The other python libraries (Matplotlib, seaborn...) must interpret the variable as categorical, for plotting for example.
4.1. Set column data type to categorical
To change the data type of a variable in pandas, we use the method astype() which takes the new data type as parameter. Let's convert the data type of Region and Place type columns of our dataframe from object to category, which best describe the data in these columns. We will then have 10 categories for Region and 14 for Place type corresponding to the number of distinct values of each column.
df[['Region', 'Place type']] = df[['Region', 'Place type']].astype('category') df[['Region', 'Place type']].dtypes
#output Region category Place type category dtype: object
4.2. Label encoding
Once the column data defined as categorical, Pandas offers the possibility throught the function get_dummies(), to encode the different values of that column as binary data, allowing it to be used in model training, evaluation and prediction. This function exploites the method known as one-hot encoding, that is every value of the column variable is reprensented by a binary word with length, the number of distinct values and all the bits but the one corresponding to the true value of the row, are set to 0.
Let's encode the values of the Region column as binary.
pd.get_dummies(df['Region'], drop_first=True).iloc[[0, 25, 45, 65, 85]]
5. Manipulating text data
Pandas offers many method for an efficient text data management. Most importantly these methods automatically ignore missing values, avoiding annoying errors. The access to these useful method is made possible to dataframes through the attribute str.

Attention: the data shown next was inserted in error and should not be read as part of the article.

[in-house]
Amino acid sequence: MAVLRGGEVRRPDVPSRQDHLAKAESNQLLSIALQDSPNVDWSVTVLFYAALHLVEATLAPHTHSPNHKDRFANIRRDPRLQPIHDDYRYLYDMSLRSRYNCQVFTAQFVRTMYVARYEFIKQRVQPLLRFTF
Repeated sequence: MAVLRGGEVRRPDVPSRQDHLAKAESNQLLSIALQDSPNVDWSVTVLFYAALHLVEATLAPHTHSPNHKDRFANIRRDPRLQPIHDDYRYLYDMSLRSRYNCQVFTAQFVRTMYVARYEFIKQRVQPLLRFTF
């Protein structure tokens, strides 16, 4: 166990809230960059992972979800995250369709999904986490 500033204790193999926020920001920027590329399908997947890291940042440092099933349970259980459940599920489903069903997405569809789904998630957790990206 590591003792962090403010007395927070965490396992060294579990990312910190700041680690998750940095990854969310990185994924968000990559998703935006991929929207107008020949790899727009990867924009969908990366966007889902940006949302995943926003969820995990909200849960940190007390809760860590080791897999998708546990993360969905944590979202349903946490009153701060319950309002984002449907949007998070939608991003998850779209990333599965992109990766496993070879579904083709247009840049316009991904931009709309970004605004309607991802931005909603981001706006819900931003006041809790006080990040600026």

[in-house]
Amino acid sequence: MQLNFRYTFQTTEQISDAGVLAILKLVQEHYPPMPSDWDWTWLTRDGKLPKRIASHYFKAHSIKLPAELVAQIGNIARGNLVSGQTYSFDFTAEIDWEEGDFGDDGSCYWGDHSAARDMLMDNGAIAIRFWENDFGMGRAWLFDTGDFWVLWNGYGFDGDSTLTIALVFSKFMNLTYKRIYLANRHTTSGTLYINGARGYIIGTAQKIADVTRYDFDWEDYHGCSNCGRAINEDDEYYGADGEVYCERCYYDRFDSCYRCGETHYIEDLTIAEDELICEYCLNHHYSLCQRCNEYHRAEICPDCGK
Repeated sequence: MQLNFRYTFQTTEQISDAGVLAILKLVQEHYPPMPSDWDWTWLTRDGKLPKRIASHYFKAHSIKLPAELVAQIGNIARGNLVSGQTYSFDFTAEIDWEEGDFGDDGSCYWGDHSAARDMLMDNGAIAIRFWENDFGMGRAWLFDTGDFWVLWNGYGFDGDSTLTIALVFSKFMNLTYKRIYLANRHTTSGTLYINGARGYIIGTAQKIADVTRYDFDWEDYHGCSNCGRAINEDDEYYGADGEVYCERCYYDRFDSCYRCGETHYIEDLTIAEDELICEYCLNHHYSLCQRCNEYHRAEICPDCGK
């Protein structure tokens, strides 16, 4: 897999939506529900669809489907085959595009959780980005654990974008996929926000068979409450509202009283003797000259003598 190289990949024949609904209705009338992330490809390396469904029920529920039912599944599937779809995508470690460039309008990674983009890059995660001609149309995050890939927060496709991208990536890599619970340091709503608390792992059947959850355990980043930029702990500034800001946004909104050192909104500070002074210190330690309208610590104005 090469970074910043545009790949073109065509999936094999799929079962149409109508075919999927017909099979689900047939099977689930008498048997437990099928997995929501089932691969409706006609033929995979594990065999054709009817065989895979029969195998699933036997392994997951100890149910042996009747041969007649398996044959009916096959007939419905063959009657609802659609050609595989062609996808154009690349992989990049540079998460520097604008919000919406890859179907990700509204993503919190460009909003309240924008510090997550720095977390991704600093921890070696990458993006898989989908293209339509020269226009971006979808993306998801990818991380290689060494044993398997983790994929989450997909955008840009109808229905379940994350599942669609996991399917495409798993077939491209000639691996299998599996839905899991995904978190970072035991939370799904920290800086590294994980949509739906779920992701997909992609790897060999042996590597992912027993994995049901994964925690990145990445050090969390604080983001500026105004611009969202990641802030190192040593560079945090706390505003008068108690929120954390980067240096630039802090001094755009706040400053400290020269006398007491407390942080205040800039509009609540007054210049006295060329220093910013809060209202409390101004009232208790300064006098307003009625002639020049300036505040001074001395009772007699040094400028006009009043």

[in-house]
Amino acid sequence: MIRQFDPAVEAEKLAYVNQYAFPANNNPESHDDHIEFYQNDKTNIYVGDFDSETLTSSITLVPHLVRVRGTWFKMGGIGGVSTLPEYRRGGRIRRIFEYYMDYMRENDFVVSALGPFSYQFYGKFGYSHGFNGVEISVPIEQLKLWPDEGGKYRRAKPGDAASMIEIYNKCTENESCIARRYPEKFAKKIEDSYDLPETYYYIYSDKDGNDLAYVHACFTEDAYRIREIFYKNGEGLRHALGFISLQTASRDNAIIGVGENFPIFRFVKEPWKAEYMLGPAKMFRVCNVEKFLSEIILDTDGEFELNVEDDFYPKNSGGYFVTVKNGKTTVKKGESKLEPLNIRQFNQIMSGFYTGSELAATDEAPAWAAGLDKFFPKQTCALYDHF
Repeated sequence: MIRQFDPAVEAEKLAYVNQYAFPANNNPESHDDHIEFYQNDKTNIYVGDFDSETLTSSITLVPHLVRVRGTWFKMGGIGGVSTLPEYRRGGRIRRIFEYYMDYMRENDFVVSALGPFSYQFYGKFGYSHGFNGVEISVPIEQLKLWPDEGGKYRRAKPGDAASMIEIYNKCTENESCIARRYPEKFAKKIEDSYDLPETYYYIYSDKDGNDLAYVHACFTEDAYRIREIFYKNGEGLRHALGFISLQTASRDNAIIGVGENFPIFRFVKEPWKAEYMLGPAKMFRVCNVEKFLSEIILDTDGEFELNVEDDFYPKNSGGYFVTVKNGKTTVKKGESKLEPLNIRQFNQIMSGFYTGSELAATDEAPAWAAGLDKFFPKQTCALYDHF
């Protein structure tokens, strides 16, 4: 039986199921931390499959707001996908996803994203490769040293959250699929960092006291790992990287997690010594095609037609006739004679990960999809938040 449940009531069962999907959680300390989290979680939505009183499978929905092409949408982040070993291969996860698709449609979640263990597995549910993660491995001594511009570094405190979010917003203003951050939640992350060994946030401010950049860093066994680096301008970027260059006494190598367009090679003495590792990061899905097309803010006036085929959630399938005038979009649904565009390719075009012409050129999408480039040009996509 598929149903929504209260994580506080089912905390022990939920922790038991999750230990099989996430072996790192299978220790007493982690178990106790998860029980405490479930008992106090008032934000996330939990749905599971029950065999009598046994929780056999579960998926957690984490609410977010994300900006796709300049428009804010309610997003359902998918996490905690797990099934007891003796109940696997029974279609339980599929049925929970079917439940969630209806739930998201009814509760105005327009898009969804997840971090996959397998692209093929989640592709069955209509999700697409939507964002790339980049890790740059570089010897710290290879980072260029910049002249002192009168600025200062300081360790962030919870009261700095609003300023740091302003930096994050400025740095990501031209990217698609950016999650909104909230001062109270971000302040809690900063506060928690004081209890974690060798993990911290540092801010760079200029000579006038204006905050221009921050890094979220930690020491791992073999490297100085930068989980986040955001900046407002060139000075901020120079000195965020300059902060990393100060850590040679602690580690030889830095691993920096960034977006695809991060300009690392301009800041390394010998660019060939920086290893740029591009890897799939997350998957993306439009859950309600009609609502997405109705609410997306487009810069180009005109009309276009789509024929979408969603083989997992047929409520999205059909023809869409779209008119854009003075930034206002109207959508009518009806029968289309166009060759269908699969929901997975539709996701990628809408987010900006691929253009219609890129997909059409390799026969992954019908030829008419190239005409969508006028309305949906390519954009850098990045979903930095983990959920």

5.1. some string methods
Below are some common methods to used to deal with text.
df.str.upper() to convert text data to uppercase.
df.str.lower() to convert to lowercase.
df.str.lstrip(), df.str.rstrip(), df.str.strip() to trim white space at the beginning, the end and both respectively.
df.str.len() to evaluate the length of text data.
df.str.match('text') to check whether or not the text data matches the text passed as parameter.
Following are few example of usage of these methods on the Place name column of our dataset.
places = df['Place name'].astype('string') places_low = places.str.lower() places_up = places.str.upper() places_len = places.str.len() # print the first value of each variant of dataframe display(places_low.iloc) display(places_up.iloc) places_len.iloc
#output 'dim kavu' 'DIM KAVU' 8
5.2. Split and replace text
Using str.split(delimiter) on text data yields a list of different pieces of the text that can be accessed using get() method or [ ] notation. For example, if we split the first value of places series with the delimiter being the whitespace, we get a list of two words: Dim and Kavu.
#output ['Dim', 'Kavu']
The replace() method takes two mandatory parameters, the original text/character and the replacement text respectively. for illustration let's replace the white spaces by underscores in the places series.
places_und = places.str.replace(' ', '_') places_und
Pandas offers many other methods such as cat() (For text concatenation) for manipulating text data.
In this post we covered few pandas techniques for data manipulation in python. However, this is just a glance compared to the number of methods offered by pandas for drawing useful insights from data. For a complete guide, refer to the Pandas reference webpage.